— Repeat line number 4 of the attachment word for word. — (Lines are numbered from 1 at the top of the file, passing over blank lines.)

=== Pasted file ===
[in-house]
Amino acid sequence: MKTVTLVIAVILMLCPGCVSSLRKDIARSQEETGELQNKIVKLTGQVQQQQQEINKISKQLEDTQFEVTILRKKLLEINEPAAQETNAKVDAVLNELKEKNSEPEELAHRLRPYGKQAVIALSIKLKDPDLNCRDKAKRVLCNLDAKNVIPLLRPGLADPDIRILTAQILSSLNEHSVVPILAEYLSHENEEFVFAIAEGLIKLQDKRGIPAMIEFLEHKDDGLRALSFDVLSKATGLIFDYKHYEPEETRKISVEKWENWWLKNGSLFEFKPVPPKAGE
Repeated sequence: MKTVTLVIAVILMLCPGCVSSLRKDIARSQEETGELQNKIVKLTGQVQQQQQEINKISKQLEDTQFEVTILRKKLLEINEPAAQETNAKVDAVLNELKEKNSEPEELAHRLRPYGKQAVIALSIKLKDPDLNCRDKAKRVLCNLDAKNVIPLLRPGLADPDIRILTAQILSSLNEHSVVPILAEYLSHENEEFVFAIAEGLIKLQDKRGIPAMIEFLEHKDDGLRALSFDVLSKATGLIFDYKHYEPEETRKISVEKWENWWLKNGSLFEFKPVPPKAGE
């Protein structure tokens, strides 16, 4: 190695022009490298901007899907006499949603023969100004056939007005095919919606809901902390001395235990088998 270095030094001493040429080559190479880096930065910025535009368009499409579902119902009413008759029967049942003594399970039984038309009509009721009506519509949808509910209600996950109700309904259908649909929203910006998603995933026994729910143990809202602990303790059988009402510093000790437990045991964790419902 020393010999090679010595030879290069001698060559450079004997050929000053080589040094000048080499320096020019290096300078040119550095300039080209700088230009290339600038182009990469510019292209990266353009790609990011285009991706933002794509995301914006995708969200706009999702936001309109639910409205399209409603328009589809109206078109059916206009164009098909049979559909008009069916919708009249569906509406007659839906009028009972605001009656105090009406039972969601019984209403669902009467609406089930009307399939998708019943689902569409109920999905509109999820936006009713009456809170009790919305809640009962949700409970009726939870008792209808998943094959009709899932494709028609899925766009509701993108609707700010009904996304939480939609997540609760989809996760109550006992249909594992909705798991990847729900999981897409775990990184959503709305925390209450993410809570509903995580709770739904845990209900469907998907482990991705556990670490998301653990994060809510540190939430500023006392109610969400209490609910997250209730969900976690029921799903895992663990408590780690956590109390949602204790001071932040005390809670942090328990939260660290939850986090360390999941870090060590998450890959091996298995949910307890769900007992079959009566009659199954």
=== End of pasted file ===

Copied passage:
């Protein structure tokens, strides 16, 4: 190695022009490298901007899907006499949603023969100004056939007005095919919606809901902390001395235990088998 270095030094001493040429080559190479880096930065910025535009368009499409579902119902009413008759029967049942003594399970039984038309009509009721009506519509949808509910209600996950109700309904259908649909929203910006998603995933026994729910143990809202602990303790059988009402510093000790437990045991964790419902 020393010999090679010595030879290069001698060559450079004997050929000053080589040094000048080499320096020019290096300078040119550095300039080209700088230009290339600038182009990469510019292209990266353009790609990011285009991706933002794509995301914006995708969200706009999702936001309109639910409205399209409603328009589809109206078109059916206009164009098909049979559909008009069916919708009249569906509406007659839906009028009972605001009656105090009406039972969601019984209403669902009467609406089930009307399939998708019943689902569409109920999905509109999820936006009713009456809170009790919305809640009962949700409970009726939870008792209808998943094959009709899932494709028609899925766009509701993108609707700010009904996304939480939609997540609760989809996760109550006992249909594992909705798991990847729900999981897409775990990184959503709305925390209450993410809570509903995580709770739904845990209900469907998907482990991705556990670490998301653990994060809510540190939430500023006392109610969400209490609910997250209730969900976690029921799903895992663990408590780690956590109390949602204790001071932040005390809670942090328990939260660290939850986090360390999941870090060590998450890959091996298995949910307890769900007992079959009566009659199954």